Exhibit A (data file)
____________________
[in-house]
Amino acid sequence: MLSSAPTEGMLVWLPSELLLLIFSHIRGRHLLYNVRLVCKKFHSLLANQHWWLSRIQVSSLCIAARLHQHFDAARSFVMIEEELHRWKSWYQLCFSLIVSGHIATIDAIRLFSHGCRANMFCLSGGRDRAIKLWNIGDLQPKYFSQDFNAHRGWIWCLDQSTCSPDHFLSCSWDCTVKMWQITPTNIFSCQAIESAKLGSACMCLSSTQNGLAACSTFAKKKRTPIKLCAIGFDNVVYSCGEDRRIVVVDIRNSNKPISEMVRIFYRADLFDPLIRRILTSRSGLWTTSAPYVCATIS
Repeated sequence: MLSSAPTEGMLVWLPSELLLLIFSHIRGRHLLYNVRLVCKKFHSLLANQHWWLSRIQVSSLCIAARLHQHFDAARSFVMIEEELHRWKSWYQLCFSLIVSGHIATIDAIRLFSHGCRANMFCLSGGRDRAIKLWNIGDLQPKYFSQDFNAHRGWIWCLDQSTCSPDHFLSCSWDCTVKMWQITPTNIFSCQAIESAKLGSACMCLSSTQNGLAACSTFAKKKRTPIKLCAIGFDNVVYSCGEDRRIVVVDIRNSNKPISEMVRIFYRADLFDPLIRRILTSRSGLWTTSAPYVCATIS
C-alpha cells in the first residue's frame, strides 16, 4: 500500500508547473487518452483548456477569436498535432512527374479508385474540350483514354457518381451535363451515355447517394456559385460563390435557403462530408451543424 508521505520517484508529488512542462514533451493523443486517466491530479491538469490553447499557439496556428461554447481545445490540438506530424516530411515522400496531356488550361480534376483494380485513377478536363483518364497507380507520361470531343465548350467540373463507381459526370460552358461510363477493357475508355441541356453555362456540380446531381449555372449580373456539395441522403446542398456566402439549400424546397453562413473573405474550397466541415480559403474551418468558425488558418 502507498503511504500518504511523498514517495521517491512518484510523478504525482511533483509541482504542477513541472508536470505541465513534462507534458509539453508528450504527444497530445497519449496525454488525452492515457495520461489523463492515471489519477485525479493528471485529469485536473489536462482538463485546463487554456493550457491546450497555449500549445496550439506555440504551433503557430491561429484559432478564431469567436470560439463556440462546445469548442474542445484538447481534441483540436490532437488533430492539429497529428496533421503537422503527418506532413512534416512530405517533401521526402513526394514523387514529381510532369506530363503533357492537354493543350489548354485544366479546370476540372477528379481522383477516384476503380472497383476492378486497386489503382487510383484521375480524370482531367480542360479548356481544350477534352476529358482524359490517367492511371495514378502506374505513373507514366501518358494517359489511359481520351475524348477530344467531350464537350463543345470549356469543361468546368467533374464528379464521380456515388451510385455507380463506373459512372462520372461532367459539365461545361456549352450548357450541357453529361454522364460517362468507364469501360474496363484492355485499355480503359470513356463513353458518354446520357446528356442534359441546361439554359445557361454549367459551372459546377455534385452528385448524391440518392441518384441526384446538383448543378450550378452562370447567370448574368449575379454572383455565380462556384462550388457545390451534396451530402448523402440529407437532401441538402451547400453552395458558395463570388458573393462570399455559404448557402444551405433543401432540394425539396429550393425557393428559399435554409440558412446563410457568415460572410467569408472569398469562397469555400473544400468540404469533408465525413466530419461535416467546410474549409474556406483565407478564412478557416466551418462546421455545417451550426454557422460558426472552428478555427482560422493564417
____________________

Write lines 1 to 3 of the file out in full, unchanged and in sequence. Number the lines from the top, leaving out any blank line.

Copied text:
[in-house]
Amino acid sequence: MLSSAPTEGMLVWLPSELLLLIFSHIRGRHLLYNVRLVCKKFHSLLANQHWWLSRIQVSSLCIAARLHQHFDAARSFVMIEEELHRWKSWYQLCFSLIVSGHIATIDAIRLFSHGCRANMFCLSGGRDRAIKLWNIGDLQPKYFSQDFNAHRGWIWCLDQSTCSPDHFLSCSWDCTVKMWQITPTNIFSCQAIESAKLGSACMCLSSTQNGLAACSTFAKKKRTPIKLCAIGFDNVVYSCGEDRRIVVVDIRNSNKPISEMVRIFYRADLFDPLIRRILTSRSGLWTTSAPYVCATIS
Repeated sequence: MLSSAPTEGMLVWLPSELLLLIFSHIRGRHLLYNVRLVCKKFHSLLANQHWWLSRIQVSSLCIAARLHQHFDAARSFVMIEEELHRWKSWYQLCFSLIVSGHIATIDAIRLFSHGCRANMFCLSGGRDRAIKLWNIGDLQPKYFSQDFNAHRGWIWCLDQSTCSPDHFLSCSWDCTVKMWQITPTNIFSCQAIESAKLGSACMCLSSTQNGLAACSTFAKKKRTPIKLCAIGFDNVVYSCGEDRRIVVVDIRNSNKPISEMVRIFYRADLFDPLIRRILTSRSGLWTTSAPYVCATIS